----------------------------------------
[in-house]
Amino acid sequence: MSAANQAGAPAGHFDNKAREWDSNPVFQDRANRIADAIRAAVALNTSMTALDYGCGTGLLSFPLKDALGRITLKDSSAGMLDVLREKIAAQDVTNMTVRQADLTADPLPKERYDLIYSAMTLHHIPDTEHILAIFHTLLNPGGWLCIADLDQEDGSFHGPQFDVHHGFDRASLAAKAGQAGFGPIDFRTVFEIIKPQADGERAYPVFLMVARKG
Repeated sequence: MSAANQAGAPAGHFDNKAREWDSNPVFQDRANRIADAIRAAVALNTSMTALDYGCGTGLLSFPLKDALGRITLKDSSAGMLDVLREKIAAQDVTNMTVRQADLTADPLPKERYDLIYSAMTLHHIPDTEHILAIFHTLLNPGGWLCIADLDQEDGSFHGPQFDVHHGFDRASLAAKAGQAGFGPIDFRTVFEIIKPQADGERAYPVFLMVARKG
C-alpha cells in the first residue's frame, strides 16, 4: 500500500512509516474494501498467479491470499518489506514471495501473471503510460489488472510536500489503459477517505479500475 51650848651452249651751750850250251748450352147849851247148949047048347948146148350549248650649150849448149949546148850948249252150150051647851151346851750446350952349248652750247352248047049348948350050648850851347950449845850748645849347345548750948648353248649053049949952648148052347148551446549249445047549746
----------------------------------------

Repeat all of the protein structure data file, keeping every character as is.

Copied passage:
[in-house]
Amino acid sequence: MSAANQAGAPAGHFDNKAREWDSNPVFQDRANRIADAIRAAVALNTSMTALDYGCGTGLLSFPLKDALGRITLKDSSAGMLDVLREKIAAQDVTNMTVRQADLTADPLPKERYDLIYSAMTLHHIPDTEHILAIFHTLLNPGGWLCIADLDQEDGSFHGPQFDVHHGFDRASLAAKAGQAGFGPIDFRTVFEIIKPQADGERAYPVFLMVARKG
Repeated sequence: MSAANQAGAPAGHFDNKAREWDSNPVFQDRANRIADAIRAAVALNTSMTALDYGCGTGLLSFPLKDALGRITLKDSSAGMLDVLREKIAAQDVTNMTVRQADLTADPLPKERYDLIYSAMTLHHIPDTEHILAIFHTLLNPGGWLCIADLDQEDGSFHGPQFDVHHGFDRASLAAKAGQAGFGPIDFRTVFEIIKPQADGERAYPVFLMVARKG
C-alpha cells in the first residue's frame, strides 16, 4: 500500500512509516474494501498467479491470499518489506514471495501473471503510460489488472510536500489503459477517505479500475 51650848651452249651751750850250251748450352147849851247148949047048347948146148350549248650649150849448149949546148850948249252150150051647851151346851750446350952349248652750247352248047049348948350050648850851347950449845850748645849347345548750948648353248649053049949952648148052347148551446549249445047549746